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Tag Archive | "Parenting"

What happens when you let your children have it all their own way?

Like most children, my own brood complains constantly about my style of parenting. ‘You’re always saying “No”,’ they complain, as I tell them they can’t have yet more mayonnaise on their dinner.

By Lucy Cavendish

18th May 2011

‘It’s bad for you,’ I say. ‘So, no, you can’t.’

‘You say no to everything,’ says Leonard, aged eight.

He and his younger siblings — Jerry, six, and Ottoline, three — then list everything I have said ‘No’ to since they got home from school. Sweets, playing outside with their uniform on, biscuits, getting stuff out from the dressing up-drawer, painting …

I’ve always considered myself a pretty easy-going parent, and yet here they are telling me I’m a nay-saying harridan.

According to the currently fashionable idea of ‘free parenting’, though, what I should be saying is ‘Yes’.

There are various blogs and websites devoted to the notion that we should give our children free choice, and, in this way, encourage their development while at the same time teaching them responsibility.

Only this week, Dr Bryan Caplan from George Mason University in Virginia, U.S., said parents should ‘cut themselves some slack’ and stop trying to control every aspect of their children’s lives.

He called for a relaxed and fun style of bringing up children — dubbed ‘serenity parenting’ — which involves us taking a backseat role.

Source: DAILYMAIL

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Tiger mothers v serenity parenting

Cassandra Jardine weighs up two poles of parenting and settles somewhere in the middle.

By Cassandra Jardine
17 May 2011

That’s it then. I shall unlock the door to the room where my children have been practising their musical instruments for five hours a day. Emerging blinking into the sunlight, they can now slob in front of the television eating pizza for all I care because, the latest parenting guru on the block is telling us that none of that pushy Tiger Mother stuff makes any difference.

Children, writes Bryan Caplan in Selfish Reasons to have More Kids, will turn out to be how their genes, not their parents, intended. In that case, he argues, we might as well stop wasting all this time and money on helping them to succeed. It won’t make a blind bit of difference, even to their teeth, if we nag them. Oh really? So the five-year-old who used to live next door to my cleaner had no front teeth because it was in her genes, not because every time I saw her she was clutching a bottle of fizzy drink?

It’s only a few months since Amy Chua told us in her Battle Hymn of the Tiger Mother that her children were playing the piano in Carnegie Hall and top of the class purely because she had shown no mercy to slackers. When her daughter came second in a maths test, she made the child practice 2,000 sums that night so it would never happen again. It’s the Chinese way, she explained, failing to mention that she and her husband and herself were both Yale law professors which might have something to do with her children’s ability to succeed.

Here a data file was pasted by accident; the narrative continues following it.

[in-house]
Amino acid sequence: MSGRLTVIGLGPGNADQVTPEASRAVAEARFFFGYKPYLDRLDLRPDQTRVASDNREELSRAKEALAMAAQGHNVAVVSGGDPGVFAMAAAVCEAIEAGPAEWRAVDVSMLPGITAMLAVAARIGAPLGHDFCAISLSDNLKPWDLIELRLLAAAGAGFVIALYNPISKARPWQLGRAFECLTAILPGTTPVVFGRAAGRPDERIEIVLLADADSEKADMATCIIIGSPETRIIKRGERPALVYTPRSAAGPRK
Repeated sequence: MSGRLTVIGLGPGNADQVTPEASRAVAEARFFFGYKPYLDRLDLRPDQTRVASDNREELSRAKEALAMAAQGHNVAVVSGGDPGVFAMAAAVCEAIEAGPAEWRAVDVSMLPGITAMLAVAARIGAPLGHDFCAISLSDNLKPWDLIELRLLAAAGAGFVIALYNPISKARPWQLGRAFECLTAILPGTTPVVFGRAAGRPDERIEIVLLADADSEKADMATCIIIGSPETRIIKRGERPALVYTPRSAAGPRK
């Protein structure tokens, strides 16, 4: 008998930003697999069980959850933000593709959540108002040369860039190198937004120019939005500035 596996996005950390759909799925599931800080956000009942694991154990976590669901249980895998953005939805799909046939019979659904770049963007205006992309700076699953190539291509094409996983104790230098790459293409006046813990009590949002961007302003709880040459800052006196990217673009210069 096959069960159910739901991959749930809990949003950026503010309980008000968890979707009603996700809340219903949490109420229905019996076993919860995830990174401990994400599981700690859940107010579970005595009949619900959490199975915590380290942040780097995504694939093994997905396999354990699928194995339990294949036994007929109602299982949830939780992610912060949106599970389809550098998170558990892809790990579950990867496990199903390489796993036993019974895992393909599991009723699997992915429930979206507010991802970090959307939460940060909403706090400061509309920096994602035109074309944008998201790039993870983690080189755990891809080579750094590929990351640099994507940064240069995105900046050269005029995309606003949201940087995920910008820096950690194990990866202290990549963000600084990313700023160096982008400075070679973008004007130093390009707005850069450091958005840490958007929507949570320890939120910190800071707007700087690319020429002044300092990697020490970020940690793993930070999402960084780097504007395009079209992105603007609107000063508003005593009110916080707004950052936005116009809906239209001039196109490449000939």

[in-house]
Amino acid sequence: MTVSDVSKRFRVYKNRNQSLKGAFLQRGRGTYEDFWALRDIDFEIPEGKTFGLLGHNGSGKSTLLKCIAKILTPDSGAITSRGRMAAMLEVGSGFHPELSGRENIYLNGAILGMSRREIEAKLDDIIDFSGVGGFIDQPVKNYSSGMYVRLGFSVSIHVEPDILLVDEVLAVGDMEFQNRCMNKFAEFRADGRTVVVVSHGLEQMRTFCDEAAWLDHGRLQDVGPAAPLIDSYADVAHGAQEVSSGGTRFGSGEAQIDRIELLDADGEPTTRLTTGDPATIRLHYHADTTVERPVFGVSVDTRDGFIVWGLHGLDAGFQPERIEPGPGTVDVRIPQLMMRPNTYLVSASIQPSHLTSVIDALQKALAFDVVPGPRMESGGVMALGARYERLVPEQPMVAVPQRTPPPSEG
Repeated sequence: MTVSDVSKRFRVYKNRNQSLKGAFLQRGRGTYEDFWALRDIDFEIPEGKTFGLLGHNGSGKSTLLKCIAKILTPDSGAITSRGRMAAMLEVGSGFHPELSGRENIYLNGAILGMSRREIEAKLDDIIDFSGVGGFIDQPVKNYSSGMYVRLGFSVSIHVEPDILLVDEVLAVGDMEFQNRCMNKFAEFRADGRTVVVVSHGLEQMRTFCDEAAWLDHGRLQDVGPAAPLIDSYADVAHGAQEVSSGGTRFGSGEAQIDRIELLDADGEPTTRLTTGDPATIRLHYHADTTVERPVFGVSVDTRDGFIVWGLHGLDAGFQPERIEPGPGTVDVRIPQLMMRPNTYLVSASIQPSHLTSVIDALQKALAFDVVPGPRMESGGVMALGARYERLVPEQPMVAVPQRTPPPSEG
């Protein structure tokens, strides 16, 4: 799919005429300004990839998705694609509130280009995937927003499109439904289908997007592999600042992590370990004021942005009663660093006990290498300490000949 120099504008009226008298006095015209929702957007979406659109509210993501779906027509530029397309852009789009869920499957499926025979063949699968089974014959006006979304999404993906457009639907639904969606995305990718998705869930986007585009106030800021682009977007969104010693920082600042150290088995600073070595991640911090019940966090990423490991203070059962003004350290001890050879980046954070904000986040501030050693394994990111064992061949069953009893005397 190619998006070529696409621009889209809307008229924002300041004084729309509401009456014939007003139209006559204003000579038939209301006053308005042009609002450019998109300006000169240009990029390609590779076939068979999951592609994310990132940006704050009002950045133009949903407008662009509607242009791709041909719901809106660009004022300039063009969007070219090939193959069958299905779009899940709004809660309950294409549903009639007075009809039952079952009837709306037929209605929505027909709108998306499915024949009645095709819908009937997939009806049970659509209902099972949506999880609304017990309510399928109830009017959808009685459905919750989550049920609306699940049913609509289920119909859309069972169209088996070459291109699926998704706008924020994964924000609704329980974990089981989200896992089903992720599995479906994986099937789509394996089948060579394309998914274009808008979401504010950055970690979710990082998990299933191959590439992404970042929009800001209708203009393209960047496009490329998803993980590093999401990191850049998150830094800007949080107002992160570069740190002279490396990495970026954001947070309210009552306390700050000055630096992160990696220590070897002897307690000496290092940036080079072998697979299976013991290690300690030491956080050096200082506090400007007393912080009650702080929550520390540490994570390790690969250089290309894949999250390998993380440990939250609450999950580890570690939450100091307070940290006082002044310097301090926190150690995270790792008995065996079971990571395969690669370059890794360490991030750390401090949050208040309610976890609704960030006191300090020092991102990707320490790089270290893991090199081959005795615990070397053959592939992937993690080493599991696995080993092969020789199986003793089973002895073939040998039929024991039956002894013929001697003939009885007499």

Personally, I would be thrilled to have a child come second at maths, and would be delighted to hear any of my offspring play the piano at home, if not Carnegie Hall (too far; too expensive to get there). Occasionally I wonder what might have happened if my brood had been adopted by a tough woman like Chua who would not allow sleepovers, social networking and all the other time-wasting activities – which, after all, serve a vital educational purpose in that they teach children how to rub along with other ratty, critical but essentially endearing people of the same age.

Source: TELEGRAPH>> Read full article and comment

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Let them eat pizza: Parenting guru’s recipe for bringing up children

Children should be allowed to eat pizza and watch more television, says a parenting guru.

By Kate Loveys
Last updated at 11:57 AM on 16th May 2011

Dr Bryan Caplan believes parents try too hard when bringing up their offspring and advises a more relaxed approach. He claims ‘investment parenting’ – music lessons, organised sports and educational games – does not make the slightest difference to children when they become adults.Instead, the academic says, parents should ‘cut themselves some slack’ and stop trying to control every aspect of their child’s lives. He calls for a relaxed and fun style of bringing up children dubbed ‘serenity parenting’ which involves parents taking a backseat role.

Source: DAILYMAIL

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Teenagers are pushing the boundaries and parents don’t know what to do

The tragic death of Isobel Reilly sparked anguished debate about liberal parenting but shouldn’t we have sympathy for parents trying to cope with today’s confident young teens?

By Barbara Ellen

How moving it was to see the friends of 15-year-old Isobel Reilly hold a vigil for her in west London, releasing balloons on the green in her memory.

Isobel, a student at Chiswick Community School, suffered a cardiac arrest and died at her friend’s house party at the home of academic Brian Dodgeon and his partner, charity manager Angela Hadjipateras, in the early hours of 23 April. She and others at the party are understood to have taken drugs, thought to include ecstasy, ketamine, LSD and amphetamines.

Dodgeon and Hadjipateras had left the house, allowing their daughter Rebecca to have the party. Dodgeon, 60, has since been suspended from his job, and arrested on suspicion of possessing drugs and child abandonment.